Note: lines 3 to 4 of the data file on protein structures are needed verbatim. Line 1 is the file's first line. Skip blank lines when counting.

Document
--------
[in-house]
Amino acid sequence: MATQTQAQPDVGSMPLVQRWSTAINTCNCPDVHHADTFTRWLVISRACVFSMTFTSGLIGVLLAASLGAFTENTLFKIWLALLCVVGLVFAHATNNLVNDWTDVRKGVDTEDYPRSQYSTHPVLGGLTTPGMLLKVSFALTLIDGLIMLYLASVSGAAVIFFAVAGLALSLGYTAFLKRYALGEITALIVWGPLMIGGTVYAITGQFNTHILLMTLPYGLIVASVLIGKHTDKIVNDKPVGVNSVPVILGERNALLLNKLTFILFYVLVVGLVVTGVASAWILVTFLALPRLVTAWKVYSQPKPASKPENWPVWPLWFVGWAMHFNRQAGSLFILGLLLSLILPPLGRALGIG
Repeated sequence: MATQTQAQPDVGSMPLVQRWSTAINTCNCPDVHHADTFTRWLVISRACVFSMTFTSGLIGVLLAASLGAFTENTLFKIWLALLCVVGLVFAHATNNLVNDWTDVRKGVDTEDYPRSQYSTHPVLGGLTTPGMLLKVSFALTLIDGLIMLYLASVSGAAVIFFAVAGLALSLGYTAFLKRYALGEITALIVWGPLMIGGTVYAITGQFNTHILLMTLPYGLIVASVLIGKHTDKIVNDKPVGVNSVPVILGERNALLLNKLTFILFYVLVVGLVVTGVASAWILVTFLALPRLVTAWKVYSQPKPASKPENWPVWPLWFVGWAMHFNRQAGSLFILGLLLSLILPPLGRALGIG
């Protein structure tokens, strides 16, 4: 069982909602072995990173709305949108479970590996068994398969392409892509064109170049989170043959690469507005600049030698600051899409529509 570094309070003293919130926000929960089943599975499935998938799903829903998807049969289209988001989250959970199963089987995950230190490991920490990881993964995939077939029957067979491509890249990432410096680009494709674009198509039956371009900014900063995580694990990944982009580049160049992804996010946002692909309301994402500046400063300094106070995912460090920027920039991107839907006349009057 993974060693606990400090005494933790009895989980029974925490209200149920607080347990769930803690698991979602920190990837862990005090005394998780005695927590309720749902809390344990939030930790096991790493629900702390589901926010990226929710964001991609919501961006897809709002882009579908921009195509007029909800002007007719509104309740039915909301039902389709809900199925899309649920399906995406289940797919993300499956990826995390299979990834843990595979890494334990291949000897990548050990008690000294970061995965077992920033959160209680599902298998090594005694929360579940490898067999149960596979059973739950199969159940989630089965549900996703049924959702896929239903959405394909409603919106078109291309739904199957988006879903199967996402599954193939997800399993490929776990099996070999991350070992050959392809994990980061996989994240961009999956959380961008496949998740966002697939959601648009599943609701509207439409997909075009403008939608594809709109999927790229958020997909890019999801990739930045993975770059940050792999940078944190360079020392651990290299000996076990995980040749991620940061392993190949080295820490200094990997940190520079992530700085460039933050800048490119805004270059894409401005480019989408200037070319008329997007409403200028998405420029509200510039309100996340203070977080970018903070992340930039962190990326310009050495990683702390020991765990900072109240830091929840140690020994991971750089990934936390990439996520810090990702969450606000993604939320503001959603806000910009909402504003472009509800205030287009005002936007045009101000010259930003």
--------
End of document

Repeated sequence: MATQTQAQPDVGSMPLVQRWSTAINTCNCPDVHHADTFTRWLVISRACVFSMTFTSGLIGVLLAASLGAFTENTLFKIWLALLCVVGLVFAHATNNLVNDWTDVRKGVDTEDYPRSQYSTHPVLGGLTTPGMLLKVSFALTLIDGLIMLYLASVSGAAVIFFAVAGLALSLGYTAFLKRYALGEITALIVWGPLMIGGTVYAITGQFNTHILLMTLPYGLIVASVLIGKHTDKIVNDKPVGVNSVPVILGERNALLLNKLTFILFYVLVVGLVVTGVASAWILVTFLALPRLVTAWKVYSQPKPASKPENWPVWPLWFVGWAMHFNRQAGSLFILGLLLSLILPPLGRALGIG
């Protein structure tokens, strides 16, 4: 069982909602072995990173709305949108479970590996068994398969392409892509064109170049989170043959690469507005600049030698600051899409529509 570094309070003293919130926000929960089943599975499935998938799903829903998807049969289209988001989250959970199963089987995950230190490991920490990881993964995939077939029957067979491509890249990432410096680009494709674009198509039956371009900014900063995580694990990944982009580049160049992804996010946002692909309301994402500046400063300094106070995912460090920027920039991107839907006349009057 993974060693606990400090005494933790009895989980029974925490209200149920607080347990769930803690698991979602920190990837862990005090005394998780005695927590309720749902809390344990939030930790096991790493629900702390589901926010990226929710964001991609919501961006897809709002882009579908921009195509007029909800002007007719509104309740039915909301039902389709809900199925899309649920399906995406289940797919993300499956990826995390299979990834843990595979890494334990291949000897990548050990008690000294970061995965077992920033959160209680599902298998090594005694929360579940490898067999149960596979059973739950199969159940989630089965549900996703049924959702896929239903959405394909409603919106078109291309739904199957988006879903199967996402599954193939997800399993490929776990099996070999991350070992050959392809994990980061996989994240961009999956959380961008496949998740966002697939959601648009599943609701509207439409997909075009403008939608594809709109999927790229958020997909890019999801990739930045993975770059940050792999940078944190360079020392651990290299000996076990995980040749991620940061392993190949080295820490200094990997940190520079992530700085460039933050800048490119805004270059894409401005480019989408200037070319008329997007409403200028998405420029509200510039309100996340203070977080970018903070992340930039962190990326310009050495990683702390020991765990900072109240830091929840140690020994991971750089990934936390990439996520810090990702969450606000993604939320503001959603806000910009909402504003472009509800205030287009005002936007045009101000010259930003």